Lagoon view

Los Peñasquitos Marsh

Information taken from:
Natural Preserve and Lagoon

From Torrey Pines State Natural Reserve

Edited by Carl L. Hubbs, Thomas W. Whitaker, and Freda M. H. Reid
Published by The Torrey Pines Association

Physical Environment   Plants   Invertebrates   Fishes   Birds   Mammals   Conservation   Bibliography
 Map of the lagoon mouth at TPSR
Figure 1.  Los Peñasquitos Marsh Natural Preserve

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The Physical Environment

The lagoon marsh complex constitutes the northern part of the Reserve. The marsh is now carefully protected under its designation as a Natural Preserve. The area is closed to all boats and hiking except for the Flintkote Trail. The area was formed about 10 to 20 thousand years ago as a result of the melting of the polar ice caps at the end of the Fourth Glacial Period. As the sea rose, it flooded the valley cut by the young Los Peñasquitos River to form a deep embayment. Since that time, however, the sediment brought down by the river has filled in most of the valley, forming extensive mudflats so that now only relatively shallow channels and broad tidal pans .  During earlier periods, considerably more fresh water must have entered the lagoon than at the present time, because while describing Portola's trek from San Diego to Monterey in July 1769, Fr. Crespi spoke of the Soledad Valley (Sorrento Valley) as being "very green and grassy. " He also described a small village of Indians "with little straw houses" and a pool of water in an arroyo near the village.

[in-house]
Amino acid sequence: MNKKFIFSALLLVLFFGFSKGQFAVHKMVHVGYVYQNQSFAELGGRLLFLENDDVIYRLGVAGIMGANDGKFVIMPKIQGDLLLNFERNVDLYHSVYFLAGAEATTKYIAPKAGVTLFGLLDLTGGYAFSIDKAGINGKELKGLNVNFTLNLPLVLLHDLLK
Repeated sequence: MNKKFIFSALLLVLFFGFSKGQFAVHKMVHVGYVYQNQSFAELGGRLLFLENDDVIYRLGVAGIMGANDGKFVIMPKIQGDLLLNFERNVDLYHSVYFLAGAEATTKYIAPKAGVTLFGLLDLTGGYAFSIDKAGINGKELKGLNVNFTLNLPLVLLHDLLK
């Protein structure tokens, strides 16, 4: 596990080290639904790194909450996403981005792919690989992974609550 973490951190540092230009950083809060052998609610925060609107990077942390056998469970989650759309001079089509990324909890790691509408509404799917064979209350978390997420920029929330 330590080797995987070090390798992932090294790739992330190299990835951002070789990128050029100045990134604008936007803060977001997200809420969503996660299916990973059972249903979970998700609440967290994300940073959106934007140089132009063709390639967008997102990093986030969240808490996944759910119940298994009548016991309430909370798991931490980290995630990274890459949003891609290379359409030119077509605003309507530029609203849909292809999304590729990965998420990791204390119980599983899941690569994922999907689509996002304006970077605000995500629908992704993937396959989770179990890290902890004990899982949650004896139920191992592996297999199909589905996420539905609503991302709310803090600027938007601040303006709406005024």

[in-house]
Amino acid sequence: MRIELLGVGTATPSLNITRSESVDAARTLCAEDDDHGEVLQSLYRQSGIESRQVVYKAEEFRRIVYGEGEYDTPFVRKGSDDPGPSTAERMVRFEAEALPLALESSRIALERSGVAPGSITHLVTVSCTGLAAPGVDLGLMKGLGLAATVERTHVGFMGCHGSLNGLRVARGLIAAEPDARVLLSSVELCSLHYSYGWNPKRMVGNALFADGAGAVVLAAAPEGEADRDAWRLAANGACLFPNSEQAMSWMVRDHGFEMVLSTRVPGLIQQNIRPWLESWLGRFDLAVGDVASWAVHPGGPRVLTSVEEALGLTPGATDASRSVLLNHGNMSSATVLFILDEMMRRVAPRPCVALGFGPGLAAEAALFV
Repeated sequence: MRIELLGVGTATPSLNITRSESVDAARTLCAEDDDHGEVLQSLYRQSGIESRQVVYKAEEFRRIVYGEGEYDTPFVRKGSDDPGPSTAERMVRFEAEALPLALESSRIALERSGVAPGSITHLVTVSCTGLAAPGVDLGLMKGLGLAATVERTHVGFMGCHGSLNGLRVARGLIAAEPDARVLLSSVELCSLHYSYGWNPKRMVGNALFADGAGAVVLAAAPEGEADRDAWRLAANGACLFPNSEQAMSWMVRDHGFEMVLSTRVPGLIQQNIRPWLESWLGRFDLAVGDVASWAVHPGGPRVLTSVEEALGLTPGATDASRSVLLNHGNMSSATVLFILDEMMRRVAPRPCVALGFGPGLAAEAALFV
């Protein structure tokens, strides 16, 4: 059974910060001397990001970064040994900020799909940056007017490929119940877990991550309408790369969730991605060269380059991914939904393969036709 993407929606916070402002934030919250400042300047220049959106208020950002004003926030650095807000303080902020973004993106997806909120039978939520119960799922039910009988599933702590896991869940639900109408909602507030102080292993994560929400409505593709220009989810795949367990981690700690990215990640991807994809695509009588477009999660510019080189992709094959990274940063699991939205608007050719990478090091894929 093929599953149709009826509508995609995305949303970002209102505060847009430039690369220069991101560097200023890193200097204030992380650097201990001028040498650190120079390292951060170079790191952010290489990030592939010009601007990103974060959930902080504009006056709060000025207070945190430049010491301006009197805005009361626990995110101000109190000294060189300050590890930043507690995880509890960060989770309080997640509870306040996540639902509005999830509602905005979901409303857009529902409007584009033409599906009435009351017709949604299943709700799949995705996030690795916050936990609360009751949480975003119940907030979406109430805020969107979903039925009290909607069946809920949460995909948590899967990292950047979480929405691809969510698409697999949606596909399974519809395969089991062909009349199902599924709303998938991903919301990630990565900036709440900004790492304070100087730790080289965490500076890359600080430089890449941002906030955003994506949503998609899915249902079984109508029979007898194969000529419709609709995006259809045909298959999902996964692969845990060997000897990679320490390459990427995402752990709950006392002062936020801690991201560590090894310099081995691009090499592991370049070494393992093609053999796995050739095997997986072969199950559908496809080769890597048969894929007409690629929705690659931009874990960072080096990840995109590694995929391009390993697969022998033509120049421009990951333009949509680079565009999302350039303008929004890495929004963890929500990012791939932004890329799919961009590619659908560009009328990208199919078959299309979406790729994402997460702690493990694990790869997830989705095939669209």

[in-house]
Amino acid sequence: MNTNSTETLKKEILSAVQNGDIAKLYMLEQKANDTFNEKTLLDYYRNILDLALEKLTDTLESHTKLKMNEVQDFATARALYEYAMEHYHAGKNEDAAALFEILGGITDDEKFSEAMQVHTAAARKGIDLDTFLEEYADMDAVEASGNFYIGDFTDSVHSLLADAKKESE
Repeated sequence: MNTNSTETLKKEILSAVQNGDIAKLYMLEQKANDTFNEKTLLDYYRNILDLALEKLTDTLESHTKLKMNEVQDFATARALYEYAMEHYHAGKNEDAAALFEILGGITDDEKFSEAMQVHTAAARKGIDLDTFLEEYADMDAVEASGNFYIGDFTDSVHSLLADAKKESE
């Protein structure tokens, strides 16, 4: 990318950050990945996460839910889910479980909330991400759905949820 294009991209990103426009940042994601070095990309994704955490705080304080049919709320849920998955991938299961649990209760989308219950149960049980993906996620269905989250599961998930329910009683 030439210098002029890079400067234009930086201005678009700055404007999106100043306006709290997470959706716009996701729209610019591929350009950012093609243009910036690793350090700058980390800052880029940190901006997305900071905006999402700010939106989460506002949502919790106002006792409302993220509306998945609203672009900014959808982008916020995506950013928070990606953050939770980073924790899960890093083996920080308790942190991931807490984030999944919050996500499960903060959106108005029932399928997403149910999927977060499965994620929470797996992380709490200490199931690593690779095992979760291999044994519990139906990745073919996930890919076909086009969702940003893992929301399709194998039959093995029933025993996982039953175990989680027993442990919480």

Fresh water now enters the lagoon from several sources. Although most of the natural drainage flows through Los Peñasquitos Canyon, during periods of high rainfall some water enters the basin from Carmel Valley to the north and from Sorrento Valley to the south. The total watershed draining into Los Peñasquitos Lagoon is approximately 60,000 acres. In addition, water in the form of treated sewage effluent has been entering the southeast portion from two nearby sewage treatment plants. In 1970 plans were formalized for the discharge of the wastes through the Metropolitan Sewage System.

Evidence from the configuration of the major lagoon channels indicates the original ocean entrance to have been at the extreme southwest corner of the lagoon, where the south parking lot stands today. Later, however, the opening tended to meander northward so that when the first narrow gauge railroad was constructed in 1888 along the north side of the valley, railroad maps show the ocean entrance to be at the extreme northwest edge of the valley under the present northernmost highway bridge. The old McGonigle Road constructed in 1909 wound its way northward down the Torrey Pines Grade and along the sand dunes, crossing the lagoon near the present entrance.